Page last updated at 13:59 GMT, Saturday, 3 April 2010 14:59 UK

Chinese divers enter mine after flood traps 153 workers

Miners wait for news of their colleagues at the entrance to a flooded mine shaft at Wangjialing coal mine, in northern China"s Shanxi province on March 29, 2010
Thousands of people are taking part in the rescue

Rescuers have entered a flooded coal mine in northern China, six days after 153 workers were trapped.

Divers with cameras were among those sent in ahead of a possible full-scale operation which could begin on Sunday.

It is the first time teams have entered the mine in Shanxi province since it flooded. Signs of life were detected on Friday - nothing has been heard since.

China, which relies heavily on coal to fuel its economy, has some of the most dangerous mines in the world.

Earlier this week, a preliminary investigation found that officials had ignored water leaks prior to the accident.

What is important is... to do everything we can and not waste a second
Luo Lin,
State Administration of Work Safety

Hopes rose on Friday when rescuers heard what sounded like people banging on pipes from within the mine.

A piece of pipe was sent into another area of the mine and came out with wire coiled around it - something rescuers say could only have been done by someone underground.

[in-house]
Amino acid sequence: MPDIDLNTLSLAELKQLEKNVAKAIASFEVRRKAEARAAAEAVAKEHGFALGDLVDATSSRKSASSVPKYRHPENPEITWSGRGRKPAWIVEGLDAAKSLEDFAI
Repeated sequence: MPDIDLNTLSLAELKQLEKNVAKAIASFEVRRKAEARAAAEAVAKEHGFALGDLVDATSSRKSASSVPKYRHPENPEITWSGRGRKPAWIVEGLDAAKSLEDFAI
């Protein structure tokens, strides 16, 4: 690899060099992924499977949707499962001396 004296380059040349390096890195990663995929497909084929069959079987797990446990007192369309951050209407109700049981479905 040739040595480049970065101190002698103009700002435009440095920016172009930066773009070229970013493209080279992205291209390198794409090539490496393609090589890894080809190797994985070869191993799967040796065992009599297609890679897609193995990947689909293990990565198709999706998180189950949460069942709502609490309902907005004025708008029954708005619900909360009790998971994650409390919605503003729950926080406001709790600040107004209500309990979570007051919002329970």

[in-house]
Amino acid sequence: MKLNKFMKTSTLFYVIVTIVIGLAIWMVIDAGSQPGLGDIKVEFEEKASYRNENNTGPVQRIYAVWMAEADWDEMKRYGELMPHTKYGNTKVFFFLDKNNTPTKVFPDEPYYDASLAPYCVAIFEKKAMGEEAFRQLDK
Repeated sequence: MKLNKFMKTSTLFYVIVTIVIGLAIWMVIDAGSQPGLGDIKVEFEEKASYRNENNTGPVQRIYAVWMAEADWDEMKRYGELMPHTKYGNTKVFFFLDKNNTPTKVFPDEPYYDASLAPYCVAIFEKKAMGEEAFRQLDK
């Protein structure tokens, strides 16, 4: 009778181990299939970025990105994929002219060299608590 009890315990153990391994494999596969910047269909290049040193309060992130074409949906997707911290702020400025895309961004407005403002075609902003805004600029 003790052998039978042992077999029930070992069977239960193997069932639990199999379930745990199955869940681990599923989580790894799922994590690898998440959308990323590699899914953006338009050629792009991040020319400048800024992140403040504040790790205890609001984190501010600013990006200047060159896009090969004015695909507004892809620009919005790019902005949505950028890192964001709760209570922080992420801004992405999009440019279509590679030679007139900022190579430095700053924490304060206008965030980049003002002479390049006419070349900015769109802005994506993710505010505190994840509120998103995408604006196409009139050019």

Rescuers then sent pens, paper, food and milk down metal pipes into the pit, but nothing new had been heard as of Saturday afternoon, officials said.

Race against time

More than 100 people managed to escape the flood last Sunday at the Wangjialing pit, but the rest were trapped.


Rescuers believe they may be in as many as nine different locations inside the pit.

The head of China's State Administration of Work Safety, Luo Lin, says the rescue teams need to work fast.

"What is now most important is to have more confidence, to do everything we can and not waste a second," he said.

Divers sent in on Saturday said the black, murky water was making conditions underground very difficult.

Thousands of people have been helping to pump water from the mine, which had been under construction. Water levels in the pit had dropped five metres (15 feet) by Saturday, officials said.

Experts say it could still take days to reach the miners - survival will depend largely on whether they have enough air to breathe and clean water to drink.

"They're doing probably the only thing they can do, which is to pump water as fast as they possibly can," David Feickert, a safety adviser to the Chinese government, told the Associated Press.


Rescuers celebrated on Friday when they heard banging on pipes

Most mining accidents in China are blamed on failures to follow safety rules.

The government has stepped up efforts to improve safety in the mining industry in recent years, by enforcing regulations and taking measures to close unregulated mines.

According to official figures, 2,631 coal miners died in 1,616 mine accidents in China in 2009, down 18% from the previous year.

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